No Exits. Liquidity Dries Up Even More For VC-Backed Startups In Third Quarter

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The liquidity drought for venture-backed startups, which was already declared to be a crisis in the second quarter when not a single VC-backed IPO went out, continued in the third quarter.
For the first three quarters of the year combined, IPOs brought in only $470 million and M&A activity totaled $11.3 billion, a steep decline from prior years (see chart). Don’t expect the situation to get better any time soon.

Although there was one IPO in the third quarter, RackSpace, which brought in $187.5 million, that was less than half of what the company had expected to raise when it initially filed. In the third quarter of 2007, by comparison, IPOs brought in $945 million. Mergers and Acquisitions activity was also down in the third quarter, bringing in $3.5 billion compared to $10.8 billion in the third quarter of 2007, according to The National Venture Capital Association and Thomson Reuters.

http://www.icharts.net/studio/embed/O3nV

In terms of number of deals, there have been 199 M&A deals so far in 2008 and only 6 VC-backed IPOs. By comparison, for all of last year there were 359 M&A deals and 86 IPOs. In the third quarter alone, there were were 58 M&A deals, compared to about 70 in each of the previous two quarters (numbers which have been revised upwards since the last report came out). And the single IPO is at least better than the big fat zero that came out in the second quarter.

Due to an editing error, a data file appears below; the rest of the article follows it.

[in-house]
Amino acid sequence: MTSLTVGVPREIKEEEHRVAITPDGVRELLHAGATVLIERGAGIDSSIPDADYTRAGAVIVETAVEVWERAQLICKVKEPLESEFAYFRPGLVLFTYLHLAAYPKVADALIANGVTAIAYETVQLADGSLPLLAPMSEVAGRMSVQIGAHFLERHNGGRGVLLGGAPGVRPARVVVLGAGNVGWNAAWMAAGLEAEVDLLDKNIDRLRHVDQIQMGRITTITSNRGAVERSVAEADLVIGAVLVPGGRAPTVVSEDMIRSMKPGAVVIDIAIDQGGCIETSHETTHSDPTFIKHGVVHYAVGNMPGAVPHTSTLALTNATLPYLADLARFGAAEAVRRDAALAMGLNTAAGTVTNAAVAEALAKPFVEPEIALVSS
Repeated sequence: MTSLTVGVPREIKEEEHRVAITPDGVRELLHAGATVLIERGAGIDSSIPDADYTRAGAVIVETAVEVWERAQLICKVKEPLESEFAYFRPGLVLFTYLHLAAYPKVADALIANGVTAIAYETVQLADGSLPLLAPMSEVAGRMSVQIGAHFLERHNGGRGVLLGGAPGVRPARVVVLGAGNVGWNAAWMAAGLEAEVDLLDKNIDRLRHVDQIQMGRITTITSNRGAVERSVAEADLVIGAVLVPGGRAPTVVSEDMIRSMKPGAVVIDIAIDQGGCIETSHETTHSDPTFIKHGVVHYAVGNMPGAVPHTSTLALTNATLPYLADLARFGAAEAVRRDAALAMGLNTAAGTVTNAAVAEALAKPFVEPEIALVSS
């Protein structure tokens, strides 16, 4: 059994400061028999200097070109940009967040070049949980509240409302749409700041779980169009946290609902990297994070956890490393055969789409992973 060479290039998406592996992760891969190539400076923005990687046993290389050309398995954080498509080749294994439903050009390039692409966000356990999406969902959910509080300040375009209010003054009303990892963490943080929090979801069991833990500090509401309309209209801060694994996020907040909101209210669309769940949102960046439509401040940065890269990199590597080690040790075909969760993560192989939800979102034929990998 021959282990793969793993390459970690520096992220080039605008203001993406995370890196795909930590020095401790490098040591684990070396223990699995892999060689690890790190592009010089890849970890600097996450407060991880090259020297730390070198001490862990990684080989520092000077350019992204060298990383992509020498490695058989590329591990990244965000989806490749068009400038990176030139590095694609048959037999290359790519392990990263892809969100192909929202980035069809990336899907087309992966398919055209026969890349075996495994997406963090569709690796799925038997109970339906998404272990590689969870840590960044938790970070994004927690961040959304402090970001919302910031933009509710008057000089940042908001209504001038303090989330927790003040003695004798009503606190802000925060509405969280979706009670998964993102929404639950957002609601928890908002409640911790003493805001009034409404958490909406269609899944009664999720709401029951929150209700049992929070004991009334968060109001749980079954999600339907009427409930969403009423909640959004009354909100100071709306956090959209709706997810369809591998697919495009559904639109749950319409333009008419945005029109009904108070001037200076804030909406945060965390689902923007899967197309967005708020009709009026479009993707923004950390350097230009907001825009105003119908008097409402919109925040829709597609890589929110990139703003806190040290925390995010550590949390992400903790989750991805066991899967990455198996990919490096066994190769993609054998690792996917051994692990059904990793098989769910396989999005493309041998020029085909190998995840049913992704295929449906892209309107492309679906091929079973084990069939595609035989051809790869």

Breaking the numbers down a bit, IT startups accounted for 38 M&A deals in the quarter (or 65%), and $1.7 billion of the total disclosed deal value. Of those, only 9 were Internet startups, which accounted for only $251 million of disclosed deal value.

The charts above compare the first three quarters of 2008 to previous full-year totals. So the last data point is not completely apples-to-apples, but it gives you a sense of how much would have to be made up in the fourth quarter to get back to parity. (Anyone wan to take bets on that happening?). You can see the underlying data in the table below:

Update: I’ve now added two interactive iCharts of the graphs above with quarterly data.

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